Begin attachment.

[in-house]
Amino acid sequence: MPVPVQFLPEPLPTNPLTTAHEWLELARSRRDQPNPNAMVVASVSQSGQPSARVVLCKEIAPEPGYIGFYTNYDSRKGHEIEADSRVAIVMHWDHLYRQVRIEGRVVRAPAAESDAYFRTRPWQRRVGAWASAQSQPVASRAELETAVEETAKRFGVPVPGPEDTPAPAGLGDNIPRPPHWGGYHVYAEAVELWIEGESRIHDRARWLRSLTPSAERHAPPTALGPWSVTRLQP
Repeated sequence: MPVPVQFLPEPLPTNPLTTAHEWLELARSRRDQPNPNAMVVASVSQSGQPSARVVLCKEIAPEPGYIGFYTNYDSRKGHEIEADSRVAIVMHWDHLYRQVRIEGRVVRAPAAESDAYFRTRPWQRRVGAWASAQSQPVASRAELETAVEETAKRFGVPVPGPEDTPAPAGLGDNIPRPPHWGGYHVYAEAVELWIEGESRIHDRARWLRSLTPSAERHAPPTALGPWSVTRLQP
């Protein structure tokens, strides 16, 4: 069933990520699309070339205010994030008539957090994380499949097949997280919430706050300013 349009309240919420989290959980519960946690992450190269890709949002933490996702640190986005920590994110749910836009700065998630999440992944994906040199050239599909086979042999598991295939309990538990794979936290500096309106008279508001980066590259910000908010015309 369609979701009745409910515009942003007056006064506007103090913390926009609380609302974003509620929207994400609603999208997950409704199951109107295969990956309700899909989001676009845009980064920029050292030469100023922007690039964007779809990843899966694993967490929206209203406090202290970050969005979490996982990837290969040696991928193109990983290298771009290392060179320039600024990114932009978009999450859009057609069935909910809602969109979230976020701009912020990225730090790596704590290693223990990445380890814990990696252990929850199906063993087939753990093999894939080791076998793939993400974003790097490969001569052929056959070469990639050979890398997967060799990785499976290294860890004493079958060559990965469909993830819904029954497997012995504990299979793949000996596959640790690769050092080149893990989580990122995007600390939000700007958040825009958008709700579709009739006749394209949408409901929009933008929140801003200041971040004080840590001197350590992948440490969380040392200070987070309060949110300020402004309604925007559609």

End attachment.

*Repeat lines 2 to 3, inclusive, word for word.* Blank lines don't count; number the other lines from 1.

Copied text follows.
Amino acid sequence: MPVPVQFLPEPLPTNPLTTAHEWLELARSRRDQPNPNAMVVASVSQSGQPSARVVLCKEIAPEPGYIGFYTNYDSRKGHEIEADSRVAIVMHWDHLYRQVRIEGRVVRAPAAESDAYFRTRPWQRRVGAWASAQSQPVASRAELETAVEETAKRFGVPVPGPEDTPAPAGLGDNIPRPPHWGGYHVYAEAVELWIEGESRIHDRARWLRSLTPSAERHAPPTALGPWSVTRLQP
Repeated sequence: MPVPVQFLPEPLPTNPLTTAHEWLELARSRRDQPNPNAMVVASVSQSGQPSARVVLCKEIAPEPGYIGFYTNYDSRKGHEIEADSRVAIVMHWDHLYRQVRIEGRVVRAPAAESDAYFRTRPWQRRVGAWASAQSQPVASRAELETAVEETAKRFGVPVPGPEDTPAPAGLGDNIPRPPHWGGYHVYAEAVELWIEGESRIHDRARWLRSLTPSAERHAPPTALGPWSVTRLQP